Depending on what side of the Minnesota-Wisconsin border you live on or grew up or perhaps married into, what took place at about 5:30 p.m. local time was either a heartbreaking few minutes or a source of amusement.
Twitter trollers were having a field day at the expense of the anguished.
Trolling wasn’t as popular (or vicious) as it was five years ago this Saturday or 16 years ago last Saturday. That’s probably a good thing. Because the shoe was on the other foot and a legendary Green Bay quarterback was far from 100 percent but still effective in a gut-wrenching loss.
The Green Bay Packers’ epic collapse in the fourth quarter of their game with the Seattle Seahawks was reminiscent of the Vikings’ crippling losses to the Atlanta Falcons in 1999 and New Orleans Saints in 2010. Packers fans got their enjoyment out of that, especially the embittered that couldn’t emotionally handle Brett Favre making to a Super Bowl with the Vikings. The vitriol was toxic.
Now, the glove slap comes from the other side – even though it comes sarcastically from a position of weakness.
Before Vikings fans start getting too cocky and doing the Ickey Woods cold cuts dance, keep in mind that your favorite team’s 2014 season actually ended in 2014 and was played at the same time as nine other required games and Green Bay’s finished three weeks later and was the only NFL game on.
But the similarities in the levels of fan despair are striking.
The 1998 Vikings loss was unprecedented in recent NFL history. Few teams had been viewed as such a formidable lock to advance to the Super Bowl since the 1985 Bears. Despite that Atlanta was 14-2 in 1998, it was seen as a given that the Vikings would advance to the Super Bowl – to the point that Bob Lurtsema, the grand poobah/captain at Viking Update laid out the plans for Super Bowl travel on the company dime.
When they lost, I felt betrayed because, for the first time in my association with VU, I was going to bask in the Florida sunshine of Super Bowl week. It didn’t happen. It wasn’t that the Vikings weren’t good enough to win, but, once they had the lead, they shot themselves in the foot with a late first-half turnover that gave Atlanta hope. We know how that one ended.
Five years ago, the Vikings were heading into hostile territory with an injured quarterback looking to prove to the other 52 guys that they could win on the road and go to the Super Bowl by taking down the No. 1 seed.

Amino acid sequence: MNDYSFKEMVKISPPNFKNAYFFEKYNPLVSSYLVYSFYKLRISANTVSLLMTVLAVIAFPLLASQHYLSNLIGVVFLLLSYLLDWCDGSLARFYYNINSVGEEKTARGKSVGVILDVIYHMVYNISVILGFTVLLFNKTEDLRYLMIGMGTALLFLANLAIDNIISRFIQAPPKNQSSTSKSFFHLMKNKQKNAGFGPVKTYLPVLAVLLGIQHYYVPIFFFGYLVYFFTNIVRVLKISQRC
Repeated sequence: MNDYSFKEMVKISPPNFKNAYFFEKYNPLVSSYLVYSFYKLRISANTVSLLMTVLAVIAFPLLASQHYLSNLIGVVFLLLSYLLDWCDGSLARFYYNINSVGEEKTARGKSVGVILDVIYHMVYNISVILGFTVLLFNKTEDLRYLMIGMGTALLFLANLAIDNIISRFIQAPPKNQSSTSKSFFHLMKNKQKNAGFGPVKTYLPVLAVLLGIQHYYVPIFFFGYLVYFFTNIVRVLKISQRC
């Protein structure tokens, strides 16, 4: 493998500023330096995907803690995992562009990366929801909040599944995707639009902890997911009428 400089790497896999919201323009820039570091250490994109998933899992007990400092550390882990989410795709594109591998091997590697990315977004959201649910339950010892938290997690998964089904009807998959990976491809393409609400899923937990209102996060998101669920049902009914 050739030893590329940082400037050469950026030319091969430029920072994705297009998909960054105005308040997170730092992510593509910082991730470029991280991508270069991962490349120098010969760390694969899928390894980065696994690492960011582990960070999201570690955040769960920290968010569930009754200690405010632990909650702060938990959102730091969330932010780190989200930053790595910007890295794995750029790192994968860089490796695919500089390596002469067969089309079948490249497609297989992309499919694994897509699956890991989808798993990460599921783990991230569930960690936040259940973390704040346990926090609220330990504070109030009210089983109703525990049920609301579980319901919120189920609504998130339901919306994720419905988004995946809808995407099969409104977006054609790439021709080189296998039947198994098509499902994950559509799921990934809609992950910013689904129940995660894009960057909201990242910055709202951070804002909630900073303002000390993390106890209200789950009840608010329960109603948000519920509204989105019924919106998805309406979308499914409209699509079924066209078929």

The national spotlight was on. The talking heads made a case for how the Saints would crush the Vikings or what it would take for Minnesota to win. They were one of two topics of discussion for football fans other than palate-cleansing coaching changes to fill up the time in between. The Vikings were the talk of the NFL and the prospect of two more weeks of fawning and genuflecting was in the cards.
But it didn’t happen.
Many Vikings fans will go to the grave believing the best team didn’t win that day, and so will I. The Vikings shot themselves in the foot so many times they left the game with three toes. They had several opportunities to say “We dat!” and leave the Superdome as NFC champions. Instead, I was on the last flight out heading back to Minnesota and Tim Yotter was taking a long, lonely drive to Mobile, Ala. for the Senior Bowl.
While the situation is a little different for Packers fans than it was for Vikings fans, the fact of the matter is that, for the vast majority of Sunday’s game, the Packers held their own Super Bowl destiny in their hands. They had the game in hand up until the point that their defense allowed 15 points in 44 seconds – the last two of those points being almost unforgivable. While the Packers rallied to send the game to overtime, they never touched the ball after the fifth quarter began.
For those who remembered how Packers fans relished the Vikings losing in January 2010 and being denied their opportunity at winning a Super Bowl, the instinct may be to have the same sort of mocking in their direction. But, for those who recall the pain associated with that loss, maybe they should ease up a little bit because, even five years later, the scars of that loss still remain. With Packer fans, the wound is still fresh and Vikings fans throwing salt on it won’t do any good. They’re suffering enough right now.
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